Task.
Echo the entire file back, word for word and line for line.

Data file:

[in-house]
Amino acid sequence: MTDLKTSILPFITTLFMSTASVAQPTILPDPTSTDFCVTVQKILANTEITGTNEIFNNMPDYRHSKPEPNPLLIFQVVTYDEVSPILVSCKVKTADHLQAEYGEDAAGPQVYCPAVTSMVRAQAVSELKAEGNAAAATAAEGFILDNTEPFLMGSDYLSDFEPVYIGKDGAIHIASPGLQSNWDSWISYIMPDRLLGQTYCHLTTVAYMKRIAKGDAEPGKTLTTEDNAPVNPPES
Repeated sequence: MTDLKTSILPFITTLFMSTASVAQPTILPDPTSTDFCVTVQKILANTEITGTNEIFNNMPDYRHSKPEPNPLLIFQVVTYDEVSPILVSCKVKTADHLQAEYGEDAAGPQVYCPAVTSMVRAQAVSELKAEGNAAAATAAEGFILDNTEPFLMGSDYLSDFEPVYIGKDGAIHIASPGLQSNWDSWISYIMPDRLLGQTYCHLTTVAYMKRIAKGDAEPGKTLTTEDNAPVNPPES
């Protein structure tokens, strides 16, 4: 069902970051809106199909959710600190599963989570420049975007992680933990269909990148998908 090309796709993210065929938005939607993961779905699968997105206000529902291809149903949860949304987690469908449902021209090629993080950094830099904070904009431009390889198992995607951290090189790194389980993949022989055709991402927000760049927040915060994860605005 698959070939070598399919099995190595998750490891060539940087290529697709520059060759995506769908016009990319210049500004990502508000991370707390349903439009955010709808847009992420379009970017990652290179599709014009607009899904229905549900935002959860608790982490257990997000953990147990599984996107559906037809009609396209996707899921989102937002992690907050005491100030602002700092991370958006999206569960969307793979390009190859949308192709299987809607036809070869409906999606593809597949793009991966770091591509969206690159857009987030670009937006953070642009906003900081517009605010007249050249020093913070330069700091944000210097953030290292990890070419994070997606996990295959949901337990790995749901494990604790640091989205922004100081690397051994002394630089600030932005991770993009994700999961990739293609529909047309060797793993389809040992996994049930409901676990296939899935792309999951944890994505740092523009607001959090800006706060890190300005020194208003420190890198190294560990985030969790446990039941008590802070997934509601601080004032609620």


[in-house]
Amino acid sequence: MTDLKTSILPFITTLFMSTASVAQPTILPDPTSTDFCVTVQKILANTEITGTNEIFNNMPDYRHSKPEPNPLLIFQVVTYDEVSPILVSCKVKTADHLQAEYGEDAAGPQVYCPAVTSMVRAQAVSELKAEGNAAAATAAEGFILDNTEPFLMGSDYLSDFEPVYIGKDGAIHIASPGLQSNWDSWISYIMPDRLLGQTYCHLTTVAYMKRIAKGDAEPGKTLTTEDNAPVNPPES
Repeated sequence: MTDLKTSILPFITTLFMSTASVAQPTILPDPTSTDFCVTVQKILANTEITGTNEIFNNMPDYRHSKPEPNPLLIFQVVTYDEVSPILVSCKVKTADHLQAEYGEDAAGPQVYCPAVTSMVRAQAVSELKAEGNAAAATAAEGFILDNTEPFLMGSDYLSDFEPVYIGKDGAIHIASPGLQSNWDSWISYIMPDRLLGQTYCHLTTVAYMKRIAKGDAEPGKTLTTEDNAPVNPPES
């Protein structure tokens, strides 16, 4: 069902970051809106199909959710600190599963989570420049975007992680933990269909990148998908 090309796709993210065929938005939607993961779905699968997105206000529902291809149903949860949304987690469908449902021209090629993080950094830099904070904009431009390889198992995607951290090189790194389980993949022989055709991402927000760049927040915060994860605005 698959070939070598399919099995190595998750490891060539940087290529697709520059060759995506769908016009990319210049500004990502508000991370707390349903439009955010709808847009992420379009970017990652290179599709014009607009899904229905549900935002959860608790982490257990997000953990147990599984996107559906037809009609396209996707899921989102937002992690907050005491100030602002700092991370958006999206569960969307793979390009190859949308192709299987809607036809070869409906999606593809597949793009991966770091591509969206690159857009987030670009937006953070642009906003900081517009605010007249050249020093913070330069700091944000210097953030290292990890070419994070997606996990295959949901337990790995749901494990604790640091989205922004100081690397051994002394630089600030932005991770993009994700999961990739293609529909047309060797793993389809040992996994049930409901676990296939899935792309999951944890994505740092523009607001959090800006706060890190300005020194208003420190890198190294560990985030969790446990039941008590802070997934509601601080004032609620």